When tapped to oversee the new Nexus Center Office of Community and Civic Engagement (OCCE), Director Yetunde A. Odugbesan-Omede, PhD, decided to take the “If you build it, they will come” approach.
“Students need opportunities to decide what they want to do and find a voice and passion,” Odugbesan-Omede said of the office’s mission.
Farmingdale State College (FSC) community engagement—already a large part of the student experience with initiatives such as clothing collections, blood drives, toiletry collections, food drives, and even a search for potential bone-marrow matches — was formalized with the creation of the OCCE in 2022.
In 2020, FSC received a Carnegie Community Engagement Classification, which recognizes an institution’s dedication to community engagement. The College is committed to institutionalizing public service, making it a hallmark of an FSC education, and maintaining the Carnegie Classification. OCCE is already collecting survey information from faculty, staff, and students as part of FSC’s reclassification application.
In its inaugural year, the OCCE and the Community Engagement Committee built a foundation that they hope will further embed itself in the College’s core. To date, between 25 and 30 students have received community service credit from the office; four FSC students have received $1,000 scholarships through the Hagedorn Award program, designed to honor students involved with promoting social equity; and the committee has funded two community service projects.
This year, the OCCE also launched FSC’s inaugural Day of Service on April 20, concluding a three-week celebration of National Volunteer Month that included a toiletry drive for five local organizations.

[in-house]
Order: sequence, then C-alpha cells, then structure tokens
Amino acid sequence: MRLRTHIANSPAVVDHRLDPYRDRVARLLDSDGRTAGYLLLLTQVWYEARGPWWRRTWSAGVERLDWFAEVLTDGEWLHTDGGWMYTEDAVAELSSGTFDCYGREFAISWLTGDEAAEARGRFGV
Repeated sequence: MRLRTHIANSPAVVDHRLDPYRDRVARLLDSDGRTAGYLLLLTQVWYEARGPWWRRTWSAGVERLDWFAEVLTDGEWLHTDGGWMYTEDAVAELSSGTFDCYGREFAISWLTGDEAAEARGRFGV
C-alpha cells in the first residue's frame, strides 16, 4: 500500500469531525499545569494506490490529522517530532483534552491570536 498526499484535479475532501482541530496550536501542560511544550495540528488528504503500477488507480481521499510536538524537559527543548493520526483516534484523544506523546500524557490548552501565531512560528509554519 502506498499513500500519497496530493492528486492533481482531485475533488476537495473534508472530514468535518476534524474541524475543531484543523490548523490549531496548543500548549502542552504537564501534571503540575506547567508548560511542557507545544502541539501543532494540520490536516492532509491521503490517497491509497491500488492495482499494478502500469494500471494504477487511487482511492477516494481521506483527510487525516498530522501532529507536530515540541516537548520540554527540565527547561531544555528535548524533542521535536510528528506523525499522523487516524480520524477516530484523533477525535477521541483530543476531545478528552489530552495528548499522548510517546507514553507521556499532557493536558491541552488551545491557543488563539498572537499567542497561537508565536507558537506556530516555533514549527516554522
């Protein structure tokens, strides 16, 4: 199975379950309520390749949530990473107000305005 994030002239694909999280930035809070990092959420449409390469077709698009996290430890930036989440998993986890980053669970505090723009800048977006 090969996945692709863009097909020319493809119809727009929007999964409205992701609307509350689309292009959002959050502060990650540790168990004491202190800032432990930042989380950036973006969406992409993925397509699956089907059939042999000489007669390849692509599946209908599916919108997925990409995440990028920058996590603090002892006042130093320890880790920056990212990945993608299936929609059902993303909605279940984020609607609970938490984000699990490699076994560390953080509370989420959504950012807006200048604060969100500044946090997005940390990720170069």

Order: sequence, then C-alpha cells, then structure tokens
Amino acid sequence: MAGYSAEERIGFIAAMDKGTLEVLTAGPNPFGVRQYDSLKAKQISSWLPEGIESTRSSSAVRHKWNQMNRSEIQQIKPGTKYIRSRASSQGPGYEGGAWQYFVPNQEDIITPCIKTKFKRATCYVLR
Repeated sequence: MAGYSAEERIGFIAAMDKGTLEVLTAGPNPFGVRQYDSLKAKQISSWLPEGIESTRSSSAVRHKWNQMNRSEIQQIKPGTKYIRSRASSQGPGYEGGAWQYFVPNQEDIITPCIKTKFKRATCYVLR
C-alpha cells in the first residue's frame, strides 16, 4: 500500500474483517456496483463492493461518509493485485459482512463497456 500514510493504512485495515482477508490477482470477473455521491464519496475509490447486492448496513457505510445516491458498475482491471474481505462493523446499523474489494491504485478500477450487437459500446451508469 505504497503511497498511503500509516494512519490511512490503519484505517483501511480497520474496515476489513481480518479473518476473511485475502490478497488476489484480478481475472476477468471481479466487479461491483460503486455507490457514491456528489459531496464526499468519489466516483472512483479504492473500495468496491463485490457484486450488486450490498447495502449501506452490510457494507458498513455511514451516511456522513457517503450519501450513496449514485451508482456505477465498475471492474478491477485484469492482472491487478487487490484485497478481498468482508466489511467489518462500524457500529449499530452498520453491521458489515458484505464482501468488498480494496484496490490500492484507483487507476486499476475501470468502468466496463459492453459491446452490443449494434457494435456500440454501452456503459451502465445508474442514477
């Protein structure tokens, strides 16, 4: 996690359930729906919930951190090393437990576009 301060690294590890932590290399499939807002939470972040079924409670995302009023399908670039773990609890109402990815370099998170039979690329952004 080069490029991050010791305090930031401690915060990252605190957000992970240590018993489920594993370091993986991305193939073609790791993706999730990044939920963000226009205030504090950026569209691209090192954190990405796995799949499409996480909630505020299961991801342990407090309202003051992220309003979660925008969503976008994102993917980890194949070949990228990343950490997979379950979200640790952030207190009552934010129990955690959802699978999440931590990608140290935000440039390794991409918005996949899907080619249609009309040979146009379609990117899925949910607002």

More than 500 pounds of donated items were collected and distributed to the Long Island Coalition for the Homeless, The Veterans Project at Long Island Cares, Bethany House, Island Harvest Food Bank, ECLI-VIBES, and the FSC Food Pantry.
As part of the celebration, actor and social justice advocate George Takei addressed the campus community about his experience growing up in an internment camp during World War II and the importance of public service.
“The purpose of creating the Inaugural Day of Service was to put community engagement and public service at the forefront,” Odugbesan-Omede said after the event. “It provided an opportunity, experience, and most importantly a commitment to be of service to the communities that we serve.”
FSC plans to expand on the community connections it has made, said Greenley Library Director Karen Gelles, who also serves as co-chair of the Community Engagement Committee. “We want to be able to build on those [relationships] in the following years and look at ways we serve their communities through volunteerism and applied learning activities.”
Several other departments and organizations on campus share FSC’s passion for community engagement, including its athletic teams and the Phi Sigma Foundation.
“It raises the profile of the institution, educates students on the importance of giving back to the community, and allows students to be well-rounded and prepared for life after college,” said Tom Azzara, director of athletics.
Odugbesan-Omede is anticipating even more in 2023–2024. “We’re building an institutional blueprint; we have a starting point and I think it’s taking hold,” she said.
The purpose of creating the Inaugural Day of Service was to put community engagement and public service at the forefront. It provided an opportunity, experience, and most importantly a commitment to be of service to the communities that we serve.
Dr. Yetunde A. Odugbesan-Omede
See photos of the 2023 Day of Service